Moving on, Neal has a word to say on the supercharged Vantage. “There’s been significant interest in these, and we can see why. They are exceptional cars built to a high standard. If 2015 was the ‘year of the X-Pack’, we see 2016 as the time when the market at last appreciated the final – most expensive and most powerful – hand-built V8s to come out of Newport Pagnell.”

And the Vanquish, the last hurrah for car manufacturing at Aston Martin’s spiritual home? Over to Ed: “Again, it’s down to quality – there are a lot of cars out there. But only the right cars sell; we’d put an excellent late Vanquish S at £150k now. It was £100k not so long ago.

“And you know what our most requested model was in 2016? The Gaydon-built DBS. The last two on the website lasted only 48 hours before they sold. Look for a manual 2+2 with Bang & Olufsen sound – that’s the one to have, perhaps in ‘Bond’ grey.”

Values of good pre-owned Gaydon cars in general are not going down, so annual costs are limited to maintenance rather than depreciation. But don’t get too hung up on the plethora of special editions, as Neal said, “There are so many of them, only enthusiasts can tell one from another and there’s little additional value.” Do, though, look at cars that Aston built in low numbers. The DB9 Manual Sports Pack is a good example – if you can find one, an alternative to a Ferrari 550 Maranello for a third of the price.

It’s just possible to buy well-maintained, low-mileage Gaydon DB9s and V8s for less than £45k. And the evergreen DB7 Vantage is always in demand, its ‘classic’ Aston looks married to relatively modern technology finding favour with many searching for an older-looking car yet wanting modern conveniences.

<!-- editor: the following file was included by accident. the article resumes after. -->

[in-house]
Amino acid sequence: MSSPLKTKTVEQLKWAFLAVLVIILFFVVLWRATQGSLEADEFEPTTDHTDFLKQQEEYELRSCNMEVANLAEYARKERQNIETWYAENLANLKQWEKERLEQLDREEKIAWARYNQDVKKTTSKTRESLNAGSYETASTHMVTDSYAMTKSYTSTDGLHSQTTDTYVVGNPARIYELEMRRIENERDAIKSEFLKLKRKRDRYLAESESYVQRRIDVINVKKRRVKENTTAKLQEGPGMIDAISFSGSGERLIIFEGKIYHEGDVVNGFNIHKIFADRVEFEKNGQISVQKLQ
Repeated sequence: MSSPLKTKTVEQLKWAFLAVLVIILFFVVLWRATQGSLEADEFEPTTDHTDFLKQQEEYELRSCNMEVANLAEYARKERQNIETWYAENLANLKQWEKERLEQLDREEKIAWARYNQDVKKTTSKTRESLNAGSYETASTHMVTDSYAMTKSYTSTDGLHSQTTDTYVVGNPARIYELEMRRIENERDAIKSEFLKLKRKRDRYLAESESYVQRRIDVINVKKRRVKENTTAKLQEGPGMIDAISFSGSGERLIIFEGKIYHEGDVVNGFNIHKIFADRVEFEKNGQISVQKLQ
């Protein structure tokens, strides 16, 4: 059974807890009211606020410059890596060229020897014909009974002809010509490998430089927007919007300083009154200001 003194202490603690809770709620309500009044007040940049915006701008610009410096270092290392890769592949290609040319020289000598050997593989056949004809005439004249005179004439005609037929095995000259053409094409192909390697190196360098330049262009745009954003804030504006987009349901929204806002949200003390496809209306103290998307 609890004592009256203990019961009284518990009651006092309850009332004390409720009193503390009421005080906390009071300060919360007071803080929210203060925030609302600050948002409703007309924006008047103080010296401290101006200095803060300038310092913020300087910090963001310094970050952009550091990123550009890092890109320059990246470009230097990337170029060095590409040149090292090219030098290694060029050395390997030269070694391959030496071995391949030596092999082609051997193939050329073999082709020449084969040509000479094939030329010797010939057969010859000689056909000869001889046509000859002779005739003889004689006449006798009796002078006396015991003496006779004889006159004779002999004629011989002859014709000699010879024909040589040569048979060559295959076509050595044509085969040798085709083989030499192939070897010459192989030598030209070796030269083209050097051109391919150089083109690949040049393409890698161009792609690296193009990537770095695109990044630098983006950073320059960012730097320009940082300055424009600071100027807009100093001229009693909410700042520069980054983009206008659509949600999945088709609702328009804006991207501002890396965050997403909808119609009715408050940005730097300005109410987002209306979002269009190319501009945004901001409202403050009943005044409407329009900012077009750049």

The new cars from Gaydon, such as the turbocharged DB11, finally mark the end of an era for the old-school, analogue cars of old – even ones still in production. The manual V12 Vantage will be a future classic, and is still one of the most exciting cars available new today.

While Aston’s habit of mixing and matching wheels, spoilers and paintwork for its Gaydon special-editions adds little to values, the genuinely low-numbers cars with Zagato bodywork are something else. A modern V12 Vantage Zagato is now a solid £600k car, which makes the price of 1986 V8 Zagato (number nine of just 50 built) sitting in the showroom somewhat illogical.

“Today, these can be bought for a little less than a V8 Vantage X-Pack, yet they have the same engine as standard and are the fastest V8s Aston has ever produced, real drivers’ cars. They are hugely undervalued,” said Nick.

The team finished the discussion with this, apposite conclusion: “With the scarcity of good cars keeping prices solid, perhaps now might be the time for those UK collectors owning a model with genuine worldwide appeal, who have been considering a sale, to bring it to the market.

“The buyers are certainly there. They’ve certainly got the currency in their favour; cars sourced in the UK by buyers in mainland Europe or the USA have never been more affordable.And, as we’ve said, the market is craving high-quality examples. It’s win-win all round, particularly with worldwide financial markets still in a state of flux and interest rates at rock-bottom for the foreseeable future. UK property has done well in the recent past, but look at the price to entry now...”

Steve Wakefield, motoring and lifestyle journalist talking to the NMC team December 2016 - www.stevewakefield.co.uk